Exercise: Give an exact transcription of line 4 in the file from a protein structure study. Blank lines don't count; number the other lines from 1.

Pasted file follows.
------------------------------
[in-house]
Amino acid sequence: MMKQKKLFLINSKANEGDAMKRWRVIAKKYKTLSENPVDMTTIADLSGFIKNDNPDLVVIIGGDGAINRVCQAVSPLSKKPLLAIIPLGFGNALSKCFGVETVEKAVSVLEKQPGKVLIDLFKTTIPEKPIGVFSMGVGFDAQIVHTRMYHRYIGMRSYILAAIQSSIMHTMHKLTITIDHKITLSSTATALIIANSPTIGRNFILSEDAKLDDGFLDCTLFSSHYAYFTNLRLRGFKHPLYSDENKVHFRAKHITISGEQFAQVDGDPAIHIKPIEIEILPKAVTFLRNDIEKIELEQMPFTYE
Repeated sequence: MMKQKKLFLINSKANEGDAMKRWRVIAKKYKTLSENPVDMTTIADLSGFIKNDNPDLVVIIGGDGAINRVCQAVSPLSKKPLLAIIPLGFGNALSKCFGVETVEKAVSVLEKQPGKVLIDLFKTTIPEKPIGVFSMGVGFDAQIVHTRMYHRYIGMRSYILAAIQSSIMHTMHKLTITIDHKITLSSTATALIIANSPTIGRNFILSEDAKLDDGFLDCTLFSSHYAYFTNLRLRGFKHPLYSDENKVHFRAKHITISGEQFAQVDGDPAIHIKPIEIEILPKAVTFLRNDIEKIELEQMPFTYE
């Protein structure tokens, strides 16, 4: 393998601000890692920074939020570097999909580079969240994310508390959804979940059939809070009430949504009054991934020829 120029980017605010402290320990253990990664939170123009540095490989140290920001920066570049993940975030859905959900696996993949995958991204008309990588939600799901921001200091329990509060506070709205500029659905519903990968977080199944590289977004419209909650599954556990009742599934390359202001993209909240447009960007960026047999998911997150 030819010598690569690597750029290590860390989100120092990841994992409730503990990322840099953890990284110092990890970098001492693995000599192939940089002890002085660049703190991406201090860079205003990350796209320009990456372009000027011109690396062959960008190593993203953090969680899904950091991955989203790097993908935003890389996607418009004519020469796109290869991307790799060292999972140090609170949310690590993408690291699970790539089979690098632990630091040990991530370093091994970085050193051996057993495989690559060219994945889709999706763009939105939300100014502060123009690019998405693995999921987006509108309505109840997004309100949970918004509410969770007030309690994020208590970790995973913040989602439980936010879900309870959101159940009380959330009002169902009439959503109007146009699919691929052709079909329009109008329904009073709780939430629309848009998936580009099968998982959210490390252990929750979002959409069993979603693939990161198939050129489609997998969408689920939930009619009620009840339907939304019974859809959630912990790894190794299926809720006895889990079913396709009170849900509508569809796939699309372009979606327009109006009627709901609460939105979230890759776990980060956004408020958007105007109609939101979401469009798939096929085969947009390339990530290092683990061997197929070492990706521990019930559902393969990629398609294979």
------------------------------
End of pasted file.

């Protein structure tokens, strides 16, 4: 393998601000890692920074939020570097999909580079969240994310508390959804979940059939809070009430949504009054991934020829 120029980017605010402290320990253990990664939170123009540095490989140290920001920066570049993940975030859905959900696996993949995958991204008309990588939600799901921001200091329990509060506070709205500029659905519903990968977080199944590289977004419209909650599954556990009742599934390359202001993209909240447009960007960026047999998911997150 030819010598690569690597750029290590860390989100120092990841994992409730503990990322840099953890990284110092990890970098001492693995000599192939940089002890002085660049703190991406201090860079205003990350796209320009990456372009000027011109690396062959960008190593993203953090969680899904950091991955989203790097993908935003890389996607418009004519020469796109290869991307790799060292999972140090609170949310690590993408690291699970790539089979690098632990630091040990991530370093091994970085050193051996057993495989690559060219994945889709999706763009939105939300100014502060123009690019998405693995999921987006509108309505109840997004309100949970918004509410969770007030309690994020208590970790995973913040989602439980936010879900309870959101159940009380959330009002169902009439959503109007146009699919691929052709079909329009109008329904009073709780939430629309848009998936580009099968998982959210490390252990929750979002959409069993979603693939990161198939050129489609997998969408689920939930009619009620009840339907939304019974859809959630912990790894190794299926809720006895889990079913396709009170849900509508569809796939699309372009979606327009109006009627709901609460939105979230890759776990980060956004408020958007105007109609939101979401469009798939096929085969947009390339990530290092683990061997197929070492990706521990019930559902393969990629398609294979």